A SEMI-AUTONOMOUS toolbox that follows a worker around a factory floor scooped third spot for its creators from Bloemfontein’s Central University of Technology during the 2014 Cyber Junkyard Challenge.
According to a statement, the maintenance assistant named Betsie helps factory workers by following them around and playing instructive videos for the installation of parts, analyzing faults and troubleshooting problems. First prize went to the College of Cape Town for its fully automated coffee roaster and the Durban University of Technology came second with an automated cocktail machine.
Eight teams from South African tertiary institutions competed in this year’s Cyber Junkyard Challenge, which has been presented by Siemens for 11 years. It is aimed at challenging students to engineer the solutions of the future, as well as giving them an opportunity to practically apply the skills they are being taught.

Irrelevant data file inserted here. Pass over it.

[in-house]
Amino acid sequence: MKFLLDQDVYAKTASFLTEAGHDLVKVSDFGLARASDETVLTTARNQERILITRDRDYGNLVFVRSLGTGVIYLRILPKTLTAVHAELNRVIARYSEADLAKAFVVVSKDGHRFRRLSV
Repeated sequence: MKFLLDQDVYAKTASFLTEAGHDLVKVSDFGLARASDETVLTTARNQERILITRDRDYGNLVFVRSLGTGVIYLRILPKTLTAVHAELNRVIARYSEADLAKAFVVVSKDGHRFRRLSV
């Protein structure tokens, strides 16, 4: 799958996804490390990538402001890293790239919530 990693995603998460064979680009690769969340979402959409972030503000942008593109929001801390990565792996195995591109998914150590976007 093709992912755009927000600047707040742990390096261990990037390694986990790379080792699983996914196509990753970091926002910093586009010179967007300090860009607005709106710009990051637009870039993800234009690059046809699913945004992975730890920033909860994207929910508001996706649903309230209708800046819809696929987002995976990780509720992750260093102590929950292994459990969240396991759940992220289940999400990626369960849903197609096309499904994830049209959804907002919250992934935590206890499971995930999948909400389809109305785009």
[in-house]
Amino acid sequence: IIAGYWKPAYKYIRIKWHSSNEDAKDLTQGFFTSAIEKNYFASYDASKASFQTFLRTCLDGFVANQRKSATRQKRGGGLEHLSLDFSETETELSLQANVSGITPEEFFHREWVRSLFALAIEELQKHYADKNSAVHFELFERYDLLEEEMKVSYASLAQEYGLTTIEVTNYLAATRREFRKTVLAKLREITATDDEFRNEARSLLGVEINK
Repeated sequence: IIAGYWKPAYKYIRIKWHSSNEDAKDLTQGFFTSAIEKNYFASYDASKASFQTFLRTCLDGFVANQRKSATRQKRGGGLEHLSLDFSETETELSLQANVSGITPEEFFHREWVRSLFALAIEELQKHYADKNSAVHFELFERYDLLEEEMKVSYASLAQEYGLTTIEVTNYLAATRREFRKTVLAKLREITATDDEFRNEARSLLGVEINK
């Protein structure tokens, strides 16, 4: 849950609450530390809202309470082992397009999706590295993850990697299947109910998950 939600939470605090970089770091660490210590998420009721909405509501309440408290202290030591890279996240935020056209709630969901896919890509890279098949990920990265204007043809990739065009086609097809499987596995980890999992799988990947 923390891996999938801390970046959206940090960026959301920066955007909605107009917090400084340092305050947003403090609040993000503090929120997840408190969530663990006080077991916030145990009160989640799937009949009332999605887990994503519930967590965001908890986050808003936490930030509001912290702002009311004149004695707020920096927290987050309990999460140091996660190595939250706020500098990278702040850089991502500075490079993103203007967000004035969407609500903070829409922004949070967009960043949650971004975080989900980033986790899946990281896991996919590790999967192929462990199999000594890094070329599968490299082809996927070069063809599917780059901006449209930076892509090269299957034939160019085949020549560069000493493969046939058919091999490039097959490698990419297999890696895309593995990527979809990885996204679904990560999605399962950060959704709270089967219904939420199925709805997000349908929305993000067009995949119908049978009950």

The winners were announced in Cape Town last night.
Other projects included a cup-cake decorator from North-West University, a biogas heating system from Northlink College, a gravity warehouse system from the Tshwane University of Technology, an autonomous vehicle for the agriculture and manufacturing industries from the Nelson Mandela Metropolitan University, and a micro-grid stabiliser for electricity grids.
Siemens Southern and Eastern Africa Vice President: Process Industries and Drives, Raymond Padayachee, says, “South Africa needs dedicated and well trained engineers.
“But we also need people with a vision for the future. People with creativity and a talent for engineering solutions beyond everyday thinking,” he says.